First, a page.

Cultural Background and the Dominant American Culture


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Essay #: 057486
Total text length is 29,969 characters (approximately 20.7 pages).

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The beginning:
Cultural Background and the Dominant American Culture
We are all, in our own way, the product of immigration and the product of ethnic or racial groups that have their origin somewhere else. This paper will describe some of the similarities and differences between the norms of this writer’s own cultural background and those of the dominant American culture. The paper will also highlight how the aforementioned similarities or differences affect this writer’s life and how the cultural background of which this writer is a part contributes to the mix that is the dominant American culture. Further, the paper will discuss how this writer learned about his own culture and whether or not he has developed a new culture as an adult. In the final...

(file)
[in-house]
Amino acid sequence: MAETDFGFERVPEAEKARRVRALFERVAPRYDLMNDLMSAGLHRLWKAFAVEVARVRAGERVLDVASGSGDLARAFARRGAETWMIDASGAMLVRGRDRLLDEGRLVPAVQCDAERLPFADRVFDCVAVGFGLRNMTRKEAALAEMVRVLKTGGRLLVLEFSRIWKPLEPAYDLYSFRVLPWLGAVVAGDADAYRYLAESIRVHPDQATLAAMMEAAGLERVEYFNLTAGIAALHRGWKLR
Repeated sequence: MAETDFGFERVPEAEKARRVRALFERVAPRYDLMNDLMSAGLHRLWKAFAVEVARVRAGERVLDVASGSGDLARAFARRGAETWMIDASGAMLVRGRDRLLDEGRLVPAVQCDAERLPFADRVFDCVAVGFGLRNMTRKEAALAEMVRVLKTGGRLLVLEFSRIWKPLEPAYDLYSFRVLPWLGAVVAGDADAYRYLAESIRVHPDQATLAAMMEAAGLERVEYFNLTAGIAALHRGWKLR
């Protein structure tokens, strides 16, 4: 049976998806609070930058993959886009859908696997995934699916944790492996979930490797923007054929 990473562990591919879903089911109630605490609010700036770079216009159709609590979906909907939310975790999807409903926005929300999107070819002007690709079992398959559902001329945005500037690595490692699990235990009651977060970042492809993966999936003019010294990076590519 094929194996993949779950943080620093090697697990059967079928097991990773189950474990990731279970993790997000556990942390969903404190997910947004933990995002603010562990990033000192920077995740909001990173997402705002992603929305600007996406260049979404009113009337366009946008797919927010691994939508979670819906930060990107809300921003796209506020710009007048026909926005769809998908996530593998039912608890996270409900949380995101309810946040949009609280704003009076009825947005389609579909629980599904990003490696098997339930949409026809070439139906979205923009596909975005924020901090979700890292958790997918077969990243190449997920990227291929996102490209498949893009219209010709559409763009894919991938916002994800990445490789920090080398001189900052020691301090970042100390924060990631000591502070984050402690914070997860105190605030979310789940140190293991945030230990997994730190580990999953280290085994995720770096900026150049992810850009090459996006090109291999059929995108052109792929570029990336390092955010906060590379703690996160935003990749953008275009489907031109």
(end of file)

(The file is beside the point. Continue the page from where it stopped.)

The end:
.....testants by born-again Christians, who now constitute 34% of the U.S. population. The "non-denominational Christian" category that populates U.S. megachurches has exploded from under 200,000 in 1990 to 2.5 million in 2001 to in excess of 8 million today.
When I remarked that this hardly looks like a picture of a post-Christian country, Silk, who edits a newsletter called "Religion and the News," agreed, but warned me not to be too hopeful about diverting this story midstream. "You can tell the truth," he said, "just don't expect anybody to pay attention."
Stephen Prothero is the chair of the Department of Religion at Boston University and the author of Religious Literacy: What Every American Needs to Know -- And Doesn't.
(c) USA TODAY, 2009